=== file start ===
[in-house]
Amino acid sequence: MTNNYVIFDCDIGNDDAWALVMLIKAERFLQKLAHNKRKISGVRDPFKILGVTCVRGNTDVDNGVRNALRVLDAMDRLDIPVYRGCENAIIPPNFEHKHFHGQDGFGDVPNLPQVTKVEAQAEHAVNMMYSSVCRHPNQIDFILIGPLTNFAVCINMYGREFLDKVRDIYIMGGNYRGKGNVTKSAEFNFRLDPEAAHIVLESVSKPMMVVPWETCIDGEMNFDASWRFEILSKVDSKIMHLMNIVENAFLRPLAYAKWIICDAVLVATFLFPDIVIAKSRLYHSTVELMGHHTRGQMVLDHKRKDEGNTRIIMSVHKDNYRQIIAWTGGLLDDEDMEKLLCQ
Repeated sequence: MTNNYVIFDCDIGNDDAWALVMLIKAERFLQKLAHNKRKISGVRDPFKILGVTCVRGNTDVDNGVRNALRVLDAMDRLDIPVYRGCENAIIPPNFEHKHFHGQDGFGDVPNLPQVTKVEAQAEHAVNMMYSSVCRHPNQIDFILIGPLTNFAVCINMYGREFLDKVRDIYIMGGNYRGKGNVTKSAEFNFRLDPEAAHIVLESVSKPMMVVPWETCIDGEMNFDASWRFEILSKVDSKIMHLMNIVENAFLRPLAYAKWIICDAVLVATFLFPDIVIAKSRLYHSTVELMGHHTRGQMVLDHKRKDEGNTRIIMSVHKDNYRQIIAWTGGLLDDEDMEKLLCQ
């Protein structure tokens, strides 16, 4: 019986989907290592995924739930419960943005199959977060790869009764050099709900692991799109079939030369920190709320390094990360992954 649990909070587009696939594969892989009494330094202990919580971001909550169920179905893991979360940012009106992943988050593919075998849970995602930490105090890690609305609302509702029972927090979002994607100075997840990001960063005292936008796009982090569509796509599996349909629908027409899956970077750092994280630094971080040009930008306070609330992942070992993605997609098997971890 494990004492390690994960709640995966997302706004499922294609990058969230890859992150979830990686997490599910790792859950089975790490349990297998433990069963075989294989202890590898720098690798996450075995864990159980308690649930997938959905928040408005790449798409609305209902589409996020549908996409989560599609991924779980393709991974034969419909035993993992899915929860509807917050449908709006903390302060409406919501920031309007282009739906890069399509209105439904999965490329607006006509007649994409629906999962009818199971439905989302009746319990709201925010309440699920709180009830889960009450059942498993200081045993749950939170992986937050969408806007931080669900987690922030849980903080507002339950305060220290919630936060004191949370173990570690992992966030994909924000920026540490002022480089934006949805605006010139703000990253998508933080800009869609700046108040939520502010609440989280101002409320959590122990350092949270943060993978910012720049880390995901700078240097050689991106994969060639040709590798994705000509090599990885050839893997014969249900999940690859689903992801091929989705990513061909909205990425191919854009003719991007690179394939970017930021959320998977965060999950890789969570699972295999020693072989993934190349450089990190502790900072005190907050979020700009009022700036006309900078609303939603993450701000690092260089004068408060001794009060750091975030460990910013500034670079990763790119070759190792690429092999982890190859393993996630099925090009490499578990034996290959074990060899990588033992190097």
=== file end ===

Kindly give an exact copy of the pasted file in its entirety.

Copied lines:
[in-house]
Amino acid sequence: MTNNYVIFDCDIGNDDAWALVMLIKAERFLQKLAHNKRKISGVRDPFKILGVTCVRGNTDVDNGVRNALRVLDAMDRLDIPVYRGCENAIIPPNFEHKHFHGQDGFGDVPNLPQVTKVEAQAEHAVNMMYSSVCRHPNQIDFILIGPLTNFAVCINMYGREFLDKVRDIYIMGGNYRGKGNVTKSAEFNFRLDPEAAHIVLESVSKPMMVVPWETCIDGEMNFDASWRFEILSKVDSKIMHLMNIVENAFLRPLAYAKWIICDAVLVATFLFPDIVIAKSRLYHSTVELMGHHTRGQMVLDHKRKDEGNTRIIMSVHKDNYRQIIAWTGGLLDDEDMEKLLCQ
Repeated sequence: MTNNYVIFDCDIGNDDAWALVMLIKAERFLQKLAHNKRKISGVRDPFKILGVTCVRGNTDVDNGVRNALRVLDAMDRLDIPVYRGCENAIIPPNFEHKHFHGQDGFGDVPNLPQVTKVEAQAEHAVNMMYSSVCRHPNQIDFILIGPLTNFAVCINMYGREFLDKVRDIYIMGGNYRGKGNVTKSAEFNFRLDPEAAHIVLESVSKPMMVVPWETCIDGEMNFDASWRFEILSKVDSKIMHLMNIVENAFLRPLAYAKWIICDAVLVATFLFPDIVIAKSRLYHSTVELMGHHTRGQMVLDHKRKDEGNTRIIMSVHKDNYRQIIAWTGGLLDDEDMEKLLCQ
């Protein structure tokens, strides 16, 4: 019986989907290592995924739930419960943005199959977060790869009764050099709900692991799109079939030369920190709320390094990360992954 649990909070587009696939594969892989009494330094202990919580971001909550169920179905893991979360940012009106992943988050593919075998849970995602930490105090890690609305609302509702029972927090979002994607100075997840990001960063005292936008796009982090569509796509599996349909629908027409899956970077750092994280630094971080040009930008306070609330992942070992993605997609098997971890 494990004492390690994960709640995966997302706004499922294609990058969230890859992150979830990686997490599910790792859950089975790490349990297998433990069963075989294989202890590898720098690798996450075995864990159980308690649930997938959905928040408005790449798409609305209902589409996020549908996409989560599609991924779980393709991974034969419909035993993992899915929860509807917050449908709006903390302060409406919501920031309007282009739906890069399509209105439904999965490329607006006509007649994409629906999962009818199971439905989302009746319990709201925010309440699920709180009830889960009450059942498993200081045993749950939170992986937050969408806007931080669900987690922030849980903080507002339950305060220290919630936060004191949370173990570690992992966030994909924000920026540490002022480089934006949805605006010139703000990253998508933080800009869609700046108040939520502010609440989280101002409320959590122990350092949270943060993978910012720049880390995901700078240097050689991106994969060639040709590798994705000509090599990885050839893997014969249900999940690859689903992801091929989705990513061909909205990425191919854009003719991007690179394939970017930021959320998977965060999950890789969570699972295999020693072989993934190349450089990190502790900072005190907050979020700009009022700036006309900078609303939603993450701000690092260089004068408060001794009060750091975030460990910013500034670079990763790119070759190792690429092999982890190859393993996630099925090009490499578990034996290959074990060899990588033992190097």